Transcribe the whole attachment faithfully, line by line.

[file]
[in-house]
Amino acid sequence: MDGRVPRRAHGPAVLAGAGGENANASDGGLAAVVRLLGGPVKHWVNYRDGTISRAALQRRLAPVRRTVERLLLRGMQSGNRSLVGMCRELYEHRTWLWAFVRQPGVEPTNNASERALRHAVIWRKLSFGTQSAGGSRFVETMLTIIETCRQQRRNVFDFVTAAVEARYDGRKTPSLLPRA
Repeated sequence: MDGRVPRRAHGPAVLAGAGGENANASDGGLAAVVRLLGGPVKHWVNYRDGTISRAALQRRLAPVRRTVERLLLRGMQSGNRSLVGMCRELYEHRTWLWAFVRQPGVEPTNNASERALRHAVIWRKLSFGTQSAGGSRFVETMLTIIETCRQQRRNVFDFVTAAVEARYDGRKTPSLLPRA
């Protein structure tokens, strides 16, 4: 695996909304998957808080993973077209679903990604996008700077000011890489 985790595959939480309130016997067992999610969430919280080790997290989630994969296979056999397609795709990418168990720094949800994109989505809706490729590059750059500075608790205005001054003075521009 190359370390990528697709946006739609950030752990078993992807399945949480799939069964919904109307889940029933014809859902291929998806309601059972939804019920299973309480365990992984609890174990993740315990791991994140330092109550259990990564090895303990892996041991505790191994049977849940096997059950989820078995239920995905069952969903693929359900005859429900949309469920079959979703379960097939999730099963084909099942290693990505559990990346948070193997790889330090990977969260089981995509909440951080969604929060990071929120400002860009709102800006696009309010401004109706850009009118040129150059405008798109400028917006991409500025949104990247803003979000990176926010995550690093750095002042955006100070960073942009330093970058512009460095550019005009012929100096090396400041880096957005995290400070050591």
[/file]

[in-house]
Amino acid sequence: MDGRVPRRAHGPAVLAGAGGENANASDGGLAAVVRLLGGPVKHWVNYRDGTISRAALQRRLAPVRRTVERLLLRGMQSGNRSLVGMCRELYEHRTWLWAFVRQPGVEPTNNASERALRHAVIWRKLSFGTQSAGGSRFVETMLTIIETCRQQRRNVFDFVTAAVEARYDGRKTPSLLPRA
Repeated sequence: MDGRVPRRAHGPAVLAGAGGENANASDGGLAAVVRLLGGPVKHWVNYRDGTISRAALQRRLAPVRRTVERLLLRGMQSGNRSLVGMCRELYEHRTWLWAFVRQPGVEPTNNASERALRHAVIWRKLSFGTQSAGGSRFVETMLTIIETCRQQRRNVFDFVTAAVEARYDGRKTPSLLPRA
């Protein structure tokens, strides 16, 4: 695996909304998957808080993973077209679903990604996008700077000011890489 985790595959939480309130016997067992999610969430919280080790997290989630994969296979056999397609795709990418168990720094949800994109989505809706490729590059750059500075608790205005001054003075521009 190359370390990528697709946006739609950030752990078993992807399945949480799939069964919904109307889940029933014809859902291929998806309601059972939804019920299973309480365990992984609890174990993740315990791991994140330092109550259990990564090895303990892996041991505790191994049977849940096997059950989820078995239920995905069952969903693929359900005859429900949309469920079959979703379960097939999730099963084909099942290693990505559990990346948070193997790889330090990977969260089981995509909440951080969604929060990071929120400002860009709102800006696009309010401004109706850009009118040129150059405008798109400028917006991409500025949104990247803003979000990176926010995550690093750095002042955006100070960073942009330093970058512009460095550019005009012929100096090396400041880096957005995290400070050591």